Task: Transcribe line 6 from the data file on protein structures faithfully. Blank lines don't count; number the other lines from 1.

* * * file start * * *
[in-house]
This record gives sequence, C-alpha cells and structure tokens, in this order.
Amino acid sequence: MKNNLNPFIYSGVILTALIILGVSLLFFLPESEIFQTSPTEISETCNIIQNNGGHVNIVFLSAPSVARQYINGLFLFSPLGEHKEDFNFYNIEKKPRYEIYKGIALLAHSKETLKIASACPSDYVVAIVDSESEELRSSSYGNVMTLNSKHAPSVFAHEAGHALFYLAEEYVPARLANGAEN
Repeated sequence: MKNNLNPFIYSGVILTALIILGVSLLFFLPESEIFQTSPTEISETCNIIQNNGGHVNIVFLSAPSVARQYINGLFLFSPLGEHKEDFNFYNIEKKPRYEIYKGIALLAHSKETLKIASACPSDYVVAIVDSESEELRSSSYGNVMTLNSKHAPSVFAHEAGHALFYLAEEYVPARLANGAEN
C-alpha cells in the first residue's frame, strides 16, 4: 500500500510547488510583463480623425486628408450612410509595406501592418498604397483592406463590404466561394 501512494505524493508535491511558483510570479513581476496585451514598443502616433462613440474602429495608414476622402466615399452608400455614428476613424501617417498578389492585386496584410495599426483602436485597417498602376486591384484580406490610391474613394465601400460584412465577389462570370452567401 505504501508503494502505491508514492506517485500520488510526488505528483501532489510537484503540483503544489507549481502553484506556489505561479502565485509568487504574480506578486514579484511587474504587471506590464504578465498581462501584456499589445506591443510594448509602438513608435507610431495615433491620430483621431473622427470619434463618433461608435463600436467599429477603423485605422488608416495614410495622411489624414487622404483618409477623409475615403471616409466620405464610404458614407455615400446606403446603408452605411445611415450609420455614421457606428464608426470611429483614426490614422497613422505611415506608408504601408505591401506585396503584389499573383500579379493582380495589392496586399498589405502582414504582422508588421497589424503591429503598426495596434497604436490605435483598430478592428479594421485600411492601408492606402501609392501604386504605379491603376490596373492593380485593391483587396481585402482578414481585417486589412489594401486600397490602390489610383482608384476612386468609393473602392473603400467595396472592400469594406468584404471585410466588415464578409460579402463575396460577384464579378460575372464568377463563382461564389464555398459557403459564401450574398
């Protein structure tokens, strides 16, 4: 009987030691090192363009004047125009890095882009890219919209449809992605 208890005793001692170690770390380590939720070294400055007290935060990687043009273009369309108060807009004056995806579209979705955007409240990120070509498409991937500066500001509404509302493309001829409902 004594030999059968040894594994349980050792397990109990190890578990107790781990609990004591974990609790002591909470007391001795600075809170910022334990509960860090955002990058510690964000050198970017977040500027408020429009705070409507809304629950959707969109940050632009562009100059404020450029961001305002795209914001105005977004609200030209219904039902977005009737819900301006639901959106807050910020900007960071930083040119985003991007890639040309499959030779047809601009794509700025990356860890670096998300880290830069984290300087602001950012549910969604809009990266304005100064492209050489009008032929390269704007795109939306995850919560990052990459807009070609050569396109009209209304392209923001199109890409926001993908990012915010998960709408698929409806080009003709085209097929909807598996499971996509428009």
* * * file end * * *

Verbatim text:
């Protein structure tokens, strides 16, 4: 009987030691090192363009004047125009890095882009890219919209449809992605 208890005793001692170690770390380590939720070294400055007290935060990687043009273009369309108060807009004056995806579209979705955007409240990120070509498409991937500066500001509404509302493309001829409902 004594030999059968040894594994349980050792397990109990190890578990107790781990609990004591974990609790002591909470007391001795600075809170910022334990509960860090955002990058510690964000050198970017977040500027408020429009705070409507809304629950959707969109940050632009562009100059404020450029961001305002795209914001105005977004609200030209219904039902977005009737819900301006639901959106807050910020900007960071930083040119985003991007890639040309499959030779047809601009794509700025990356860890670096998300880290830069984290300087602001950012549910969604809009990266304005100064492209050489009008032929390269704007795109939306995850919560990052990459807009070609050569396109009209209304392209923001199109890409926001993908990012915010998960709408698929409806080009003709085209097929909807598996499971996509428009």